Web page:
Image via New Line Cinema
As Theoden once whispered to Aragorn: “What would you have me do?” The Lord of the Rings trilogy is Jackson’s crowning achievement and any other Top 3 would be some Sauron-ass levels of treachery and deceit. With that said, Lord of the Rings: Return of the King is a masterpiece, it’s just slightly less of a masterpiece than the two movies that came before it. And no, it’s not because of the multiple endings. I like the multiple endings; I like that Jackson took his sweet time letting go of his magnum opus, lingering on every tear to leave Sean Astin’s eyes. This movie was incredibly informative for a generation who needed to understand it’s cool to openly weep over your sheer unironic love for your best bud. I love that. I love that Jackson could’ve left the franchise on the sight of a newly-crowned king, but opted to fade to black over a humble Hobbit hole. Big things, small packages, etc etc.
Return of the King falls just slightly down the ranking because it features the smallest amount of real, human moments. That’s really it. The battles are big, badass spectacles that influenced both action and fantasy in ways we’re still seeing. The performances are still top-to-bottom breathtaking. That one orc with the messed up who casually steps out of the way of the big boulder is still a personal role model of mine. But the miracle of this trilogy is that it’s a trio of three-hour fantasy movies that felt relatable; that still feel relatable to new generations that are discovering them. Return of the King, with hits big, bold finale bombast, just feels slightly out of reach.
“My friends, you bow to no one” still knocks me on my ass, though. Every time.
2. The Lord of the Rings: The Fellowship of the Ring
Image via New Line Cinema
It’s almost impossible to look back and appreciate the impact of The Lord of the Rings: The Fellowship of the Ring from a place where nerdiness is synonymous with blockbusters. Peter Jackson dropped a three-hour adaptation of the densest popular fantasy ever published, leaned into the lore, kept its earnestness, and it turned into a phenomenon. You could list the reasons until the sun burns out, but the fact of the matter is Fellowship of the Ring is just a beautiful, moving piece of art. From those soaring helicopter shots over Jackson’s native New Zealand, to Elijah Wood’s quietly courageous lead performance as Frodo Baggins, to a Howard Shore score that’d still transport you to another place in under 3 notes. Epic and intimate at the same time, Fellowship of the Ring has a higher emotional-beats-to-jaw-dropping-action ratio than most full franchises. If Boromir’s (Sean Bean) last-breath words to Aragorn (Viggo Mortensen) don’t still bring tears to your eyes, I truly don’t know what to tell you.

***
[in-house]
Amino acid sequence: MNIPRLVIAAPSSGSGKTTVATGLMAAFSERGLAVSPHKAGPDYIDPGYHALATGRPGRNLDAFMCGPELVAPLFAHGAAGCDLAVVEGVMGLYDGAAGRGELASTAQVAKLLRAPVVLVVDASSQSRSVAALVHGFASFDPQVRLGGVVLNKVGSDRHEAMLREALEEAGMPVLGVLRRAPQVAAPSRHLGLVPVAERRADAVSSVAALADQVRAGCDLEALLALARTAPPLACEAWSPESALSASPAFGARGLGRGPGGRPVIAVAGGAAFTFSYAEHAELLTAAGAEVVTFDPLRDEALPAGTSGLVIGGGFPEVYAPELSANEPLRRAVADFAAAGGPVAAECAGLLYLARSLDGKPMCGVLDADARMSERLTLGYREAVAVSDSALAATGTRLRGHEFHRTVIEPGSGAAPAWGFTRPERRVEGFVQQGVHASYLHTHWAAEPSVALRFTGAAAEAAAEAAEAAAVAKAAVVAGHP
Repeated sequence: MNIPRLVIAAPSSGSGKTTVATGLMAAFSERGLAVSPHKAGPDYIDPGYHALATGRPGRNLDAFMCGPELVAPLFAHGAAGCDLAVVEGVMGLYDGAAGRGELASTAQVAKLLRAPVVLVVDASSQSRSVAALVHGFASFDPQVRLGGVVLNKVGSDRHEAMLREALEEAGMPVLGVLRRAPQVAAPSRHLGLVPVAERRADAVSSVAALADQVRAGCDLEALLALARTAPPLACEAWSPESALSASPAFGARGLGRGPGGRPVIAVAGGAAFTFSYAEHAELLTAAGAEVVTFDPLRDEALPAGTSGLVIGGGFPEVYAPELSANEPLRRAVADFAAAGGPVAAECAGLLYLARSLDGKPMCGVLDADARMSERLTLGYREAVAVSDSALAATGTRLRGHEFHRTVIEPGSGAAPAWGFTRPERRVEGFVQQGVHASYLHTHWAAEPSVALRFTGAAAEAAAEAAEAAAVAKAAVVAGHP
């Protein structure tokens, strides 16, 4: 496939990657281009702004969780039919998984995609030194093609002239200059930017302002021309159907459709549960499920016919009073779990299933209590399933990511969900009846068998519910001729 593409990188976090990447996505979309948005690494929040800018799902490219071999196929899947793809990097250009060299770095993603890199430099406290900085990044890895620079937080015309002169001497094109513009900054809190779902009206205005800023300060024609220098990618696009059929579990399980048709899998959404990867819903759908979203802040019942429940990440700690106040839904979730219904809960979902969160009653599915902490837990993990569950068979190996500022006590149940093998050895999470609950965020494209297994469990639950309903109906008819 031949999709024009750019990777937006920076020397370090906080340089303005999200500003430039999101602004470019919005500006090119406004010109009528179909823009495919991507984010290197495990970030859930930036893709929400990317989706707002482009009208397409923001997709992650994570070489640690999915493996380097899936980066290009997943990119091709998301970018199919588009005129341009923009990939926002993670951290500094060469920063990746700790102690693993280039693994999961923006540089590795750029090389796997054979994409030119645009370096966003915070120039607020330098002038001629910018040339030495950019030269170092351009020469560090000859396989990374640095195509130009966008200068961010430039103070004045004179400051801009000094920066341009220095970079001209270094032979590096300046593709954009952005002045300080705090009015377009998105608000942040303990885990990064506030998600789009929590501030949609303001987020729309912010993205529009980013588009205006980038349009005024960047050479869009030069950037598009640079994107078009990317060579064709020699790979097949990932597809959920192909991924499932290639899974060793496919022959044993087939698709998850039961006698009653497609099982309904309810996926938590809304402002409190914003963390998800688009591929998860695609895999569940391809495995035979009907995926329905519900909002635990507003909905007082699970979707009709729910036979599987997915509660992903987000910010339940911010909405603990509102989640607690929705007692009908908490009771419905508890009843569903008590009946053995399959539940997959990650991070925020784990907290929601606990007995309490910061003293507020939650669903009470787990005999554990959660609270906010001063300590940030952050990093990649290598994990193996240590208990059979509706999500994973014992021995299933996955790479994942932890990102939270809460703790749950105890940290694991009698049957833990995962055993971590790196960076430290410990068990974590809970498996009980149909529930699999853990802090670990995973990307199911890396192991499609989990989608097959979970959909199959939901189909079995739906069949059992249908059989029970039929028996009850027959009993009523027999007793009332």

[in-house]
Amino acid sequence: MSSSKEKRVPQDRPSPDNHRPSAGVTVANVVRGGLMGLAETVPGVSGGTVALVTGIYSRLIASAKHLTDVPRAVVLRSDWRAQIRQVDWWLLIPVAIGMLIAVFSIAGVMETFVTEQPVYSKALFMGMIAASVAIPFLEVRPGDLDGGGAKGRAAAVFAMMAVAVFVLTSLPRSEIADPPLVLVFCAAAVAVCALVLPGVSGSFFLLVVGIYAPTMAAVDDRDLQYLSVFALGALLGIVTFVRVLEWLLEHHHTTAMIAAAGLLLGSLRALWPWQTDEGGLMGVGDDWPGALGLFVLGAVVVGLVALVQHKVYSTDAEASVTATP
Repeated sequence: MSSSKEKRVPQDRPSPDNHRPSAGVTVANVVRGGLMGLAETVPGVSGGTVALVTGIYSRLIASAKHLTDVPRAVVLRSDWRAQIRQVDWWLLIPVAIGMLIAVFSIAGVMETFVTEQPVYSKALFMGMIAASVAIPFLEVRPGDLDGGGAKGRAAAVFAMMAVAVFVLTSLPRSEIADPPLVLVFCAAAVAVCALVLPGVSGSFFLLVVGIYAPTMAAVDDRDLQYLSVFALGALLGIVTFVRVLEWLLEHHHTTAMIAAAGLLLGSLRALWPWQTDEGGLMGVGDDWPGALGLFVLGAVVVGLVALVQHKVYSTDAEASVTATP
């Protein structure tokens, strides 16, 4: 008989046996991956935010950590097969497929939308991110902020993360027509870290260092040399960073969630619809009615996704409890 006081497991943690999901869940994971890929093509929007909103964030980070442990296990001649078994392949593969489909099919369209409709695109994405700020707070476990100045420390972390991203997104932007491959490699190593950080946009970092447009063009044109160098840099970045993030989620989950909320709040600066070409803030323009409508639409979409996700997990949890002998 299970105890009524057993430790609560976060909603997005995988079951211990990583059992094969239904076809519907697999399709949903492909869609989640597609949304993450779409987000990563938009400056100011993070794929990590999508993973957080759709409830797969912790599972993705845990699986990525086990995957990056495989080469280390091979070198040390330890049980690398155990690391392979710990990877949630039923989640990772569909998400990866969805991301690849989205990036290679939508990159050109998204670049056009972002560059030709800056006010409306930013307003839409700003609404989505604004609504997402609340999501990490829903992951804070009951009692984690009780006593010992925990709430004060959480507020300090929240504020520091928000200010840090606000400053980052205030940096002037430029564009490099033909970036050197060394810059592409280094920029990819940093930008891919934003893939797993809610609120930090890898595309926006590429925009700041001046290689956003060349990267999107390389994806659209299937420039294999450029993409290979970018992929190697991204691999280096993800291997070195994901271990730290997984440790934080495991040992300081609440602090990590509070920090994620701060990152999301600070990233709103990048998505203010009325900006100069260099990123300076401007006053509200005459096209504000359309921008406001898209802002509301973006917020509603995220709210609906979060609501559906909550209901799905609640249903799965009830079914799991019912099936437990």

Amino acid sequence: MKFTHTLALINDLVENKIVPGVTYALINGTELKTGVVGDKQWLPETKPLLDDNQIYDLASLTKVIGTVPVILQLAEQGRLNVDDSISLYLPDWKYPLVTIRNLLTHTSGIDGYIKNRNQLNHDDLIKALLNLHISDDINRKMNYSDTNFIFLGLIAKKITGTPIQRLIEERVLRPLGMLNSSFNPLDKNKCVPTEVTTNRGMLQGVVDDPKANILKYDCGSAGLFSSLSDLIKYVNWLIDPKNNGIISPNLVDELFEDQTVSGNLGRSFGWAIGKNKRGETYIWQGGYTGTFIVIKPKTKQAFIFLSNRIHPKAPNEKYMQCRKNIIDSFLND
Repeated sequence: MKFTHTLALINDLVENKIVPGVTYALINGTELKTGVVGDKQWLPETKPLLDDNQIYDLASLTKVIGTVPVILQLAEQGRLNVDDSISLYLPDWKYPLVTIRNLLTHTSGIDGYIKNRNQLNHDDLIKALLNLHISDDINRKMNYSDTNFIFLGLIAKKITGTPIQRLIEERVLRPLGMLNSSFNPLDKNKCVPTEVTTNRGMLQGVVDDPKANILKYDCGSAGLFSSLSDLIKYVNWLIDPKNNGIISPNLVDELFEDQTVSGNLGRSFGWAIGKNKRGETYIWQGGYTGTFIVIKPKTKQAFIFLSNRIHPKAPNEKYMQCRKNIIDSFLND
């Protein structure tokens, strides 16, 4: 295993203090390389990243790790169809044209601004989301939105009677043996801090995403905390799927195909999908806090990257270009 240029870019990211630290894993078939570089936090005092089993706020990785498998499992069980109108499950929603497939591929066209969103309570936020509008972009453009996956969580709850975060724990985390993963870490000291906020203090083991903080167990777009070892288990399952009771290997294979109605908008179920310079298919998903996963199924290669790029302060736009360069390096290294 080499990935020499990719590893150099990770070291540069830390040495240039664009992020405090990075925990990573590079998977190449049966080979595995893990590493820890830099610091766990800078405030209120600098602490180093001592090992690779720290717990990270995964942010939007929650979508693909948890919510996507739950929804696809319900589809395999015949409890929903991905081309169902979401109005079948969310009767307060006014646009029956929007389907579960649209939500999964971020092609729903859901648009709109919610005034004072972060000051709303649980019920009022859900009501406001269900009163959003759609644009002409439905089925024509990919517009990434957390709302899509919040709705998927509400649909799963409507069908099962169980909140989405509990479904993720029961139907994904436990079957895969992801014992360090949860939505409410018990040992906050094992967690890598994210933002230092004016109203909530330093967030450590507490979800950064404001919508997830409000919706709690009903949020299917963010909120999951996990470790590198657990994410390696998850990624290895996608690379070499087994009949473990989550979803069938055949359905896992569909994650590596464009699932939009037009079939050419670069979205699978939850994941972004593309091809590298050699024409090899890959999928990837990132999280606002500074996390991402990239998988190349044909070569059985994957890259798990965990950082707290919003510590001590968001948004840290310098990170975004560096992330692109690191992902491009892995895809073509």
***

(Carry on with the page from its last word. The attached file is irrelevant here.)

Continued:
1. The Lord of the Rings: The Two Towers
Image via New Line
Why is Peter Jackson so good at the middle chapters of epic trilogies? Impossible to say. All I know is that The Lord of the Rings: The Two Towers is where Fellowship’s warmth and Return’s ambition meet to form a flawless, timeless fantasy. It’s one of the only films that straight-up turns me into Bill Hader’s Stefon, a three-hour ride that really does have everything. The quiet of Merry (Dominic Monaghan) and Pippin (Billy Boyd), two of Middle-earth’s smallest creatures, teaching the gigantic Ents the meaning of urgency. The swift violent action of the Warg rider raid. The absolutely astonishing sexual energy of Aragorn opening those doors in Helm’s Deep. And, at its center, the battle for Helm’s Deep itself, a combination of every positive aspect of Peter Jackson’s filmography in one place. The use of tension and distant sound in the lead-up is terrifying. The violence is gruesome, the scale of the entire thing massive, but the miniatures used to create it all so lovingly crafted the effect is seamless. The moment Gandalf (Ian McKellen) arrives with the dawn and the Rohirrim at his back, the score swelling and the Uruk-hai army freaking the hell out at the splendor of it all, is one of those moments you can point to and say, “see, that’s why we do movies.” It’s Peter Jackon’s best. It’s one of the best of all time, period.
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About The Author
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Vinnie Mancuso is a Senior Editor at Collider, where he is in charge of all things related to the 2018 film ‘Aquaman,’ among other things. You can also find his pop culture opinions on Twitter (@VinnieMancuso1) or being shouted out a Jersey City window between 4 and 6 a.m.
From Vinnie Mancuso